- Uber confirmed its systems were breached Thursday in an attack that appears far reaching in scope. The rideshare and food delivery company said it alerted law enforcement to the incident in a Thursday statement.
- The threat actor, who claims to be 18 years old, told The New York Times he duped an employee into providing their password via text message and compromised the worker’s Slack account. Slack’s high-level access to other third-party services allowed the attacker to gain access to additional Uber systems, including Amazon Web Services, Google Cloud, VMware virtual machines, OneLogin and other services, the attacker claimed.
- Uber was previously targeted and covered up a cyberattack in 2016 that exposed personal data on 57 million customers and drivers.
Social engineering and phishing attacks have ruined this summer for many tech companies, including Twilio, Mailchimp and some of their respective customers. These third-party intrusions can spread far and wide.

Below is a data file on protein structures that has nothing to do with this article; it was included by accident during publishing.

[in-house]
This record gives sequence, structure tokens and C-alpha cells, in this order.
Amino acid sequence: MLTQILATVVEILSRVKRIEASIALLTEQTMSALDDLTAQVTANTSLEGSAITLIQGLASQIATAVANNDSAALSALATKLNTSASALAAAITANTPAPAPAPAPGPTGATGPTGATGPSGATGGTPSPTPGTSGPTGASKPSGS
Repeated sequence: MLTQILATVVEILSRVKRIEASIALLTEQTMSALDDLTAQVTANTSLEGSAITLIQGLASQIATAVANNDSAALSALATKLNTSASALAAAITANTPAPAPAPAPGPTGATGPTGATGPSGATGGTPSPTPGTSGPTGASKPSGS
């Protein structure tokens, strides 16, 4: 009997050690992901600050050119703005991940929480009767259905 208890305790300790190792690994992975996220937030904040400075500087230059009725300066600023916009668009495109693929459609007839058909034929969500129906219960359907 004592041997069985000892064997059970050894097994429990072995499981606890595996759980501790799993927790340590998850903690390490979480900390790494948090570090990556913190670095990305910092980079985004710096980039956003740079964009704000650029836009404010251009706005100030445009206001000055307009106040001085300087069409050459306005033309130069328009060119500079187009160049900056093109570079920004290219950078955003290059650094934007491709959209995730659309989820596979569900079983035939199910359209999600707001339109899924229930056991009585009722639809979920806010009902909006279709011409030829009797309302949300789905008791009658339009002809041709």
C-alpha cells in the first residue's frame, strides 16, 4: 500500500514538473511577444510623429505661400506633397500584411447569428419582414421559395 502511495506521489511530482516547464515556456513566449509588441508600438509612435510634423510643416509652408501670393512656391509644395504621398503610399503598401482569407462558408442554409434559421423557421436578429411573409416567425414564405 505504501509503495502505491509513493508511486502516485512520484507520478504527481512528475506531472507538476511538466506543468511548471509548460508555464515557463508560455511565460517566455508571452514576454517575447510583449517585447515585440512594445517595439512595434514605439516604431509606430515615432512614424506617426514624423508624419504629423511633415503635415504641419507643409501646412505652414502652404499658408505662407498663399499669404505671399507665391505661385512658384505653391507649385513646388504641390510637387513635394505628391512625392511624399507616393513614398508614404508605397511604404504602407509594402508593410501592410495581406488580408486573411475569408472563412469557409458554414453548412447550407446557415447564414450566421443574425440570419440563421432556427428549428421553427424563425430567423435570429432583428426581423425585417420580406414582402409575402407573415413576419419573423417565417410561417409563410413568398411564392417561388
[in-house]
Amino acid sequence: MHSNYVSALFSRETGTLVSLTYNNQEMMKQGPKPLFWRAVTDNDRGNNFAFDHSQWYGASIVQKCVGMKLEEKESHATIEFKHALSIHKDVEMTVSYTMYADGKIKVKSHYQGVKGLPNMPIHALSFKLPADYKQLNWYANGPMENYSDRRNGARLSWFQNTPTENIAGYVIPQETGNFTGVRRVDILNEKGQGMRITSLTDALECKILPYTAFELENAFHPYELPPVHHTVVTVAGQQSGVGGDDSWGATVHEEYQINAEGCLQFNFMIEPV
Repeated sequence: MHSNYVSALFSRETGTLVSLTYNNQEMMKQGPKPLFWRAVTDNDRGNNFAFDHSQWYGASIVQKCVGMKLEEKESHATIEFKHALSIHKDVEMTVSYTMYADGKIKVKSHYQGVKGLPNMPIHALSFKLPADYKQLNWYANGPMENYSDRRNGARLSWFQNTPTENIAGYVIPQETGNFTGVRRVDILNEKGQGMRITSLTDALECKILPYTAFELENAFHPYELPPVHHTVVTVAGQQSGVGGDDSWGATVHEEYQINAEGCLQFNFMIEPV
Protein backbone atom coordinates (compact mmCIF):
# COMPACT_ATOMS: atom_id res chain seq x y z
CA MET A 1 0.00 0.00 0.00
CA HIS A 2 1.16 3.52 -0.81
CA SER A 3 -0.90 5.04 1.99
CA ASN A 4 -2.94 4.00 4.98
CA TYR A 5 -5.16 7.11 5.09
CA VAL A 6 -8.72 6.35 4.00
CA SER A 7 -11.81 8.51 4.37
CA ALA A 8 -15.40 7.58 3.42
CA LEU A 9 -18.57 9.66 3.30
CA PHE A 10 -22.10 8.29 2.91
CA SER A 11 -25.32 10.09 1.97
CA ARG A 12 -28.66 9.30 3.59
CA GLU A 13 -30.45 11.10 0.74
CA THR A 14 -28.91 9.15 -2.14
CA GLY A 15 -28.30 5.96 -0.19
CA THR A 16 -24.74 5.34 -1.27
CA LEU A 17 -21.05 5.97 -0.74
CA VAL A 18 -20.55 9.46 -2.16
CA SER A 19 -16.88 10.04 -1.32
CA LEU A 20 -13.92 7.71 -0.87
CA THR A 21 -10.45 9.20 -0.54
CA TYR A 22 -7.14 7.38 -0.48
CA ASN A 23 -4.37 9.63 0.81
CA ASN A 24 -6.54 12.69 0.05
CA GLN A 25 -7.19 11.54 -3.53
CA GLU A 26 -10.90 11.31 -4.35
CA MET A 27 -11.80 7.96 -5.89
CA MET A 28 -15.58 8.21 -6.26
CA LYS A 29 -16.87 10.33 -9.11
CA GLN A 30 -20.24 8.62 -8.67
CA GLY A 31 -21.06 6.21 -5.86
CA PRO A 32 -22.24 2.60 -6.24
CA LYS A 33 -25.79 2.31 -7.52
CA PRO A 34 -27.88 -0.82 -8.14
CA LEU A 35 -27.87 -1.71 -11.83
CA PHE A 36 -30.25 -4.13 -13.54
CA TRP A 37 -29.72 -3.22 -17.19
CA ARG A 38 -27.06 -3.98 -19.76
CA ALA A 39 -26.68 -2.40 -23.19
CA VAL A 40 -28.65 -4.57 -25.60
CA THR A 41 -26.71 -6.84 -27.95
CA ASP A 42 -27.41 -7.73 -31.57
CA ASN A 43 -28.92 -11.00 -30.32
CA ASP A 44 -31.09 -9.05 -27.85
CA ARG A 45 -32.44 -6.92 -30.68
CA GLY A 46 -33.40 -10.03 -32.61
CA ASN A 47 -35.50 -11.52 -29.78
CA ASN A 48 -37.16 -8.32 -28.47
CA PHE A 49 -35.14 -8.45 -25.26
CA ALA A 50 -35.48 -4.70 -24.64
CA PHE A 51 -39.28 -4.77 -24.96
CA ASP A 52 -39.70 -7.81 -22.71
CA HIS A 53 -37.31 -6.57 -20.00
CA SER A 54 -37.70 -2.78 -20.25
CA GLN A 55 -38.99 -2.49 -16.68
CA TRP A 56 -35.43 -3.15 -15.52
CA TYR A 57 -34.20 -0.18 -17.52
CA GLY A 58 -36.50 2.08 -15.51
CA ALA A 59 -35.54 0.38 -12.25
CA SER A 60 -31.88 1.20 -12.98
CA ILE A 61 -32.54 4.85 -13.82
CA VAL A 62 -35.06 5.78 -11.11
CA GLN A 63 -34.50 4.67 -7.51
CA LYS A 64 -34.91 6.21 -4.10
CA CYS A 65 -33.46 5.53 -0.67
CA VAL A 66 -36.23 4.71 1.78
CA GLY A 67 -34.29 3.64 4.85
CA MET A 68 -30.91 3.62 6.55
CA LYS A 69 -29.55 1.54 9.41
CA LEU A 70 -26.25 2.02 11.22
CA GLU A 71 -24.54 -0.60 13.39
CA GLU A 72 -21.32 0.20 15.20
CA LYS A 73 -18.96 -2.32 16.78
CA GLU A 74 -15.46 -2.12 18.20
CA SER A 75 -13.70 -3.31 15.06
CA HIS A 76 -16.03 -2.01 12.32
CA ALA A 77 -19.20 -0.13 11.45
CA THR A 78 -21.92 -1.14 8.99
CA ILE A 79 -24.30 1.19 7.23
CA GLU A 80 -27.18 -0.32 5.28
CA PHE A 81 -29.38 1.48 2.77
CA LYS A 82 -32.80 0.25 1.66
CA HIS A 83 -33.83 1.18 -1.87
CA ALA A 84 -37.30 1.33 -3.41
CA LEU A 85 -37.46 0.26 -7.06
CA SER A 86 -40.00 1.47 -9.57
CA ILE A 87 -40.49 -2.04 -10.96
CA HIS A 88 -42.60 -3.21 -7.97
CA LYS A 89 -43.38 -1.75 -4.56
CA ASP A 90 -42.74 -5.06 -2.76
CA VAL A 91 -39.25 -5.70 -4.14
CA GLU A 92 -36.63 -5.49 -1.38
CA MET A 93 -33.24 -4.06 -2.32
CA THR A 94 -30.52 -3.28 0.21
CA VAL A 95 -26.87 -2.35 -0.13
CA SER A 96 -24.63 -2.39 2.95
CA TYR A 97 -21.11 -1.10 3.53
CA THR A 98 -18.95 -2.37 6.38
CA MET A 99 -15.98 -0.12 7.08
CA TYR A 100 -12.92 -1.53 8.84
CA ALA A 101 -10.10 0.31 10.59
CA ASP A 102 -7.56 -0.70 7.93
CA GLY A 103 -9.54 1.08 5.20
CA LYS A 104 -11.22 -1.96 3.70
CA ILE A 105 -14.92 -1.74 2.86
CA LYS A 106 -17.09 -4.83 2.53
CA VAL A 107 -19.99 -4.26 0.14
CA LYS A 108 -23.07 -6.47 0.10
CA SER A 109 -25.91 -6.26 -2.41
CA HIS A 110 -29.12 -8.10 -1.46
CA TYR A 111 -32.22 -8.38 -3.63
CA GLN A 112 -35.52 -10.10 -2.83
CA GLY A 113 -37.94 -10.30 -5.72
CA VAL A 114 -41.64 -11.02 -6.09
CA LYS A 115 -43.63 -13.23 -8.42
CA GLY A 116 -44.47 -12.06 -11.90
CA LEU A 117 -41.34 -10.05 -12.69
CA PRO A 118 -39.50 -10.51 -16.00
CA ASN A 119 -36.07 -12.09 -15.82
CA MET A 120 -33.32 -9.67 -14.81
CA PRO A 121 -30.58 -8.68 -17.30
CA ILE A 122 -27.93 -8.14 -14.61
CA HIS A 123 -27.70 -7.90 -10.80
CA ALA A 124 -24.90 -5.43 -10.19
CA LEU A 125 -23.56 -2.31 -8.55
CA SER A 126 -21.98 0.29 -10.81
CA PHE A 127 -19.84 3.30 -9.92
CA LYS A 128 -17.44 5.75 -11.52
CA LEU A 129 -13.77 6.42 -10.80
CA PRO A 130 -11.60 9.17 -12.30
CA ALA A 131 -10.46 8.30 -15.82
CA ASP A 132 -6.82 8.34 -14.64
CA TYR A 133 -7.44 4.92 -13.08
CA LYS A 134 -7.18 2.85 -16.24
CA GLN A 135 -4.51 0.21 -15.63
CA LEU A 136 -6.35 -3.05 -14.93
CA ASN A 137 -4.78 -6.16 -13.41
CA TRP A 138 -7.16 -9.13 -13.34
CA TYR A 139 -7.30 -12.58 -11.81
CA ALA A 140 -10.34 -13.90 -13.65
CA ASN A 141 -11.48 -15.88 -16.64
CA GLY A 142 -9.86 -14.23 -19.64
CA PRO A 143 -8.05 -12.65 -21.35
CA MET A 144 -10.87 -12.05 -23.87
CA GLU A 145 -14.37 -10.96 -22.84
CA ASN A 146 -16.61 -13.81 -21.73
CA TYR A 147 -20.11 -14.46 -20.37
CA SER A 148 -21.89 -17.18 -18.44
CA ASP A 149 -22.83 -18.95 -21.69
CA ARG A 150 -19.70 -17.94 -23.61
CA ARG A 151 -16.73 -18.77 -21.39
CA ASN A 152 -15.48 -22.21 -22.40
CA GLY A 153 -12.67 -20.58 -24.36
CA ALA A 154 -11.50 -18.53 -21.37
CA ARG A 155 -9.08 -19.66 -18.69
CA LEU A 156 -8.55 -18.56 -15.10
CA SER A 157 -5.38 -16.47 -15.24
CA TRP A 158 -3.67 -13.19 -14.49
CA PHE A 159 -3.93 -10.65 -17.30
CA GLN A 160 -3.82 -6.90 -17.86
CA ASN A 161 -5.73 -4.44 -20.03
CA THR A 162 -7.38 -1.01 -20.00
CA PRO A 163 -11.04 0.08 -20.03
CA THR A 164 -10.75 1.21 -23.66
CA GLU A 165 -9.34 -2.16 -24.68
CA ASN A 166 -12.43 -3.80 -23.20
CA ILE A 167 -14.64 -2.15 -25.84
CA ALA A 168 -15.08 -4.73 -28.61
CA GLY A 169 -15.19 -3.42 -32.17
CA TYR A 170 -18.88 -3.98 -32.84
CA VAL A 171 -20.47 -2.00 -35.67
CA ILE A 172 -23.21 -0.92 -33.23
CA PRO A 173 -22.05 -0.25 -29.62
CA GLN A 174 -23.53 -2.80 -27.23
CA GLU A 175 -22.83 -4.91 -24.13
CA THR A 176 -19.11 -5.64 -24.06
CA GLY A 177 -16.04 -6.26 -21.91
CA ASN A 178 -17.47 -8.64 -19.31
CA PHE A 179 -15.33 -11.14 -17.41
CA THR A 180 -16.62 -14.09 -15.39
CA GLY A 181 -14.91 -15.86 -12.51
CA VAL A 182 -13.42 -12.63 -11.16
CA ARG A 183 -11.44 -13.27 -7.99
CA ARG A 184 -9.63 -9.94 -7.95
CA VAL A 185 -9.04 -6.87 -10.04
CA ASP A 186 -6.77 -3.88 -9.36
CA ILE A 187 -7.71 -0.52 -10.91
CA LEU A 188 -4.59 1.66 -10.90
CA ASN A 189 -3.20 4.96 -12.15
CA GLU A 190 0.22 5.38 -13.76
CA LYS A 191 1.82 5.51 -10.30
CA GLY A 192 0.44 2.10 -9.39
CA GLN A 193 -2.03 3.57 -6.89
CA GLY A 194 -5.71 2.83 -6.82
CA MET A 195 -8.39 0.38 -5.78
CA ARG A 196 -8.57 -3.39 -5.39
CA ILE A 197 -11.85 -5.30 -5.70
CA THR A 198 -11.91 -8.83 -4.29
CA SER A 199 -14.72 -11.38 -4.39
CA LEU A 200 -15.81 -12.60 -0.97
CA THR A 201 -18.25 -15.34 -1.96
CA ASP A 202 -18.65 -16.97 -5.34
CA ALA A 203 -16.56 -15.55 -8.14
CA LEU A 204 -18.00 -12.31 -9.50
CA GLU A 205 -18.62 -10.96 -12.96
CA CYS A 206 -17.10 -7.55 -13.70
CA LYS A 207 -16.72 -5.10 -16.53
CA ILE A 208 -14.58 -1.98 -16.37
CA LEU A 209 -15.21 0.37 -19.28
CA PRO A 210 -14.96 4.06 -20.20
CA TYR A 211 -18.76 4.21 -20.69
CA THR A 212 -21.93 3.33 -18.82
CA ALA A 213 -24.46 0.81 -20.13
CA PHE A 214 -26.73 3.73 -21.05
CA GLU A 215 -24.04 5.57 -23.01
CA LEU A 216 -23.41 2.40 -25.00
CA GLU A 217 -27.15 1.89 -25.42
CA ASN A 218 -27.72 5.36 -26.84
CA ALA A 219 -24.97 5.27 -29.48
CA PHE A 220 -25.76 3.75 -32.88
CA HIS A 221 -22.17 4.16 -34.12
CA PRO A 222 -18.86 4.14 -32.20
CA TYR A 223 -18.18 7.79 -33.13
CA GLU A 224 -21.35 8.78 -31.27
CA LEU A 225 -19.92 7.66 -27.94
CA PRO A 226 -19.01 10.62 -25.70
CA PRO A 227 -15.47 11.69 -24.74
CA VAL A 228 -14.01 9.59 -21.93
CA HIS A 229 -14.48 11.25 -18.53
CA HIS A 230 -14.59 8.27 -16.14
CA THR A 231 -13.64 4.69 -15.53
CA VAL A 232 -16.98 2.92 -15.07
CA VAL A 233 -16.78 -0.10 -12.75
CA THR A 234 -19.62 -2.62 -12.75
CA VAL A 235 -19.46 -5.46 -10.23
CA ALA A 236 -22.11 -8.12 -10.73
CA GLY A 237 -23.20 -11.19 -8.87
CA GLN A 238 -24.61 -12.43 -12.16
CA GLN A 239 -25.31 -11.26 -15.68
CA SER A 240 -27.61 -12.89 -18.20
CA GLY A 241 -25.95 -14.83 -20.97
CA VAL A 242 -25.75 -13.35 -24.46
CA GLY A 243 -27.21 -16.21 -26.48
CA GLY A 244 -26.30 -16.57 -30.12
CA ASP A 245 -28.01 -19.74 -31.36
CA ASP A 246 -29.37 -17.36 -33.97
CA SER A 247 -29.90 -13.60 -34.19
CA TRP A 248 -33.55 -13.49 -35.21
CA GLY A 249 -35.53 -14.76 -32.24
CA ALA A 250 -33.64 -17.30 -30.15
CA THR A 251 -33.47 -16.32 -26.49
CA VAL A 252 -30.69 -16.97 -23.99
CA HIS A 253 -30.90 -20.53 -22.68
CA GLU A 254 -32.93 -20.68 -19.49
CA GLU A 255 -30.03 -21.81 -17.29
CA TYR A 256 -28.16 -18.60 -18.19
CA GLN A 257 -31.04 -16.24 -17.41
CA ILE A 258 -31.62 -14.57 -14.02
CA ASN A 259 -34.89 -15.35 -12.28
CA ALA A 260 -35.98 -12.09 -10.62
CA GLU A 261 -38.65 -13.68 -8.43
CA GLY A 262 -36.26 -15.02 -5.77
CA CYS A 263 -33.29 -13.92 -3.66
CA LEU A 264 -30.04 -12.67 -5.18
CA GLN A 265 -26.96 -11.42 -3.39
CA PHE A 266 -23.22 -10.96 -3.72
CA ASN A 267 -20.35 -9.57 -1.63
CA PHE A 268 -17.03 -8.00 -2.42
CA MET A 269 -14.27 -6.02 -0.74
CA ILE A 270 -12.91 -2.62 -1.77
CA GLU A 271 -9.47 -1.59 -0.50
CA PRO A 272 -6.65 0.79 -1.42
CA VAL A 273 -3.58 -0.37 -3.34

The threat actor behind the attack against Uber has been communicating with multiple journalists and threat intelligence analysts, and sharing screenshots of their exploits to confirm the extent of their access to Uber’s systems.
The individual, in multiple Telegram exchanges with hackers and security engineers that were then posted to Twitter, also claims to have exfiltrated Uber’s vulnerability reports from HackerOne.
The threat actor claims it accessed the company’s VPN and discovered the username and password for an admin user contained in PowerShell scripts, which allowed them to access many of Uber’s critical systems.
Uber declined to provide additional comment to Cybersecurity Dive. Company stock is down almost 5% Friday morning to $31.61 per share.